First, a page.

‘Muscle Shoals’: How White Musicians Changed the Musical Landscape, Crossing Racial Boundaries

Water. Is there magic in water? Is there magic in the singing Tennessee River near the small town of Muscle Shoals? This documentary looks how white musicians in a small Alabama town became the band that changed the musical landscape and brought America southern soul music with the Muscle Shoals sound produced by The Swampers.

This documentary begins with water, drops hitting a stone, small waves lapping on a rock shore.

“Magic is the world that comes to mind when I think of Muscle Shoals. It’s about alchemy; it’s about turning metal, the iron in the ground, the rust into gold ,” Bono tells us.  “You’re going to listen to the greatest voices that ever were.” He later comments, “It’s like the sound came out of the mud.”

To take us back, the soundtrack gives reminds us of a time when the popular dances included the Pony, the Bony Moronie, the Mash Potato, the Alligator and the Watusi. That would be Wilson Pickett and “Land of 1000 Dances.” Although that song was first recorded by its writer Chris Kenner in 1963, the best-known version is Pickett’s 1966 recording done during his first sessions at FAME Studios in Muscle Shoals, Alabama.

While Pickett supplied the vocals, Chips Moman and Jimmy Johnson were on guitar, Spooner Oldham on keyboard, Roger Hawkins on drums, Junior Lowe on bass, Charlie Chalmers and Andrew Love on tenor sax, Wayne Jackson on trumpet and Floyd Newman on baritone sax.

Yet it was the Jimmy Hughes 1964 “Steal Away” that signaled the birth of the Muscle Shoals sound.

In this documentary, director Greg “Freddy” Camalier tells us something about what makes Muscle Shoals special. This is the place that Helen Keller lived and first learned the word water. Long before that it was a special place for the Native Americans, the Euchee (also Yuchi). One man, Tom Hendrix,  recounts how his great, great grandmother was taken from these shores and forced to live in what is now Muskogee, OK where the Native Americans, “They couldn’t sing; they couldn’t dance; they couldn’t hold ceremonies.” The man’s great, great grandmother walked back on a journey that took her roughly five years.  In her memory for over 30 years,  Tom Hendrix built a stone wall he calls Ishatea.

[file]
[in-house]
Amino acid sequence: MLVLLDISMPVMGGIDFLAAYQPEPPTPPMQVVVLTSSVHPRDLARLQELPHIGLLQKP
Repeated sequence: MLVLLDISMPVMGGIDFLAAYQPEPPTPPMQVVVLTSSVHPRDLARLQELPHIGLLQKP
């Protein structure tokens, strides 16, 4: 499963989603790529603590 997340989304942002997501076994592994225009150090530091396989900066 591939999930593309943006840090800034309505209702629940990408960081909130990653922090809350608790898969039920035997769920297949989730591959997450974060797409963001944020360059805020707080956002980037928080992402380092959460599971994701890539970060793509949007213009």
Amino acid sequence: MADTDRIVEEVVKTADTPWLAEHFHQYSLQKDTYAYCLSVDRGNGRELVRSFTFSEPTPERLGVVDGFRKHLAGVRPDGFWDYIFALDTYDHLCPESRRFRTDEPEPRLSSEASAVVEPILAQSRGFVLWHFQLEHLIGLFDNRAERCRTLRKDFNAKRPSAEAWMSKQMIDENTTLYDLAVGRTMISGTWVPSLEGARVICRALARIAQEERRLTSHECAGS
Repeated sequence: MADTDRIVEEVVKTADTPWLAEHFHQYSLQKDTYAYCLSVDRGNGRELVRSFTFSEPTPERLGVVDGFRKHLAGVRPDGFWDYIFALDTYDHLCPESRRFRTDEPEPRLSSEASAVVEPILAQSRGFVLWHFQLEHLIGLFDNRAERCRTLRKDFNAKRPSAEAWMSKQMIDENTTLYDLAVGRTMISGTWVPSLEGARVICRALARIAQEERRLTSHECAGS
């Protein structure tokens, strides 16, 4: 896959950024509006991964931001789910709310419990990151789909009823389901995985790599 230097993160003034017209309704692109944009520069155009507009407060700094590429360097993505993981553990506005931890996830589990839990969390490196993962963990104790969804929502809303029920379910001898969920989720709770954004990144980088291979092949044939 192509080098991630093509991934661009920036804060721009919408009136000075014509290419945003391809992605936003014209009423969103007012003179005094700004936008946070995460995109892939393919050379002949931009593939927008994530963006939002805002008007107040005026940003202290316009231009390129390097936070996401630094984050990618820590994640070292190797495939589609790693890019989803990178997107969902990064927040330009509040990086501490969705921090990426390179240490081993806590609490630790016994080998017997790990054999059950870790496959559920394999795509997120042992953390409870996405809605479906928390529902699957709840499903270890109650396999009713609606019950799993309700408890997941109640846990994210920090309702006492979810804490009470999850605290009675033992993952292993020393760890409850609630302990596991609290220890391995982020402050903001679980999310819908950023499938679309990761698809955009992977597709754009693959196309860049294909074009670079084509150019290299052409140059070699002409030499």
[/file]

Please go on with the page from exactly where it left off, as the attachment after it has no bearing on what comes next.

Although the area first belonged to the Native Americans, it was dominated by the white population. Racism was an issue outside of the music studios and the musicians and the singers couldn’t necessarily dine together.

The man behind the Muscle Shoals sound was Rick Hall, a white man who grew up bitterly poor, but desperately determined to make something of his life. While some of the musicians feel they weren’t great players individually, they were great players together.

In 1966, Hall helped license Percy Sledge’s “When a Man Loves a Woman” to Atlanta Records.  “I used to call them my family,”  Percy Sledge recalls.

Hall wasn’t always easy to get along with. An argument with Aretha Franklin’s husband resulted in a physical altercation with her husband Ted White in 1967.  Yet Hall produced Etta James.


Eventually, four musicians decided to move on, leaving FAME Studios for form their own studio, something Hall viewed as a betrayal.

The foursome–Barry Beckett on keyboards, Roger Hawkins on drums, Jimmy Johnson on guitar and David Hood on bass–formed the Muscle Shoals Sound Studio in Sheffield, Alabama in 1969. They were the Muscle Shoals Rhythm Section, but also know as the Swampers.

Beckett (1943-2009) recorded with Bob Dylan, Paul Simon, Rod Stewart, Duane Allman and Lynyrd Skynyrd. The other three are  still alive.

Lynyrd Skynyrd was one of the acts that was ahead of their time. Hall eventually turned to mainstream pop and produced singers like Donny Osmond. In 1971 Billboard named him Producer of the Year.

A lot of famous names appear to give their opinions including Mick Jagger, Keith Richards, Percy Sledge, Gregg Allman, Clarence Carter, Etta James and Alicia Keys.

This documentary gives an interesting perspective on how the integration and infiltration of black singers into the mainstream required a white man who appreciated black music and black musicians who could see beyond black and white. You’ll never be able to listen to “Sweet Home, Alabama” again without thinking about Hall and the men (and women) of Muscle Shoals and the famous artists who went there to record.

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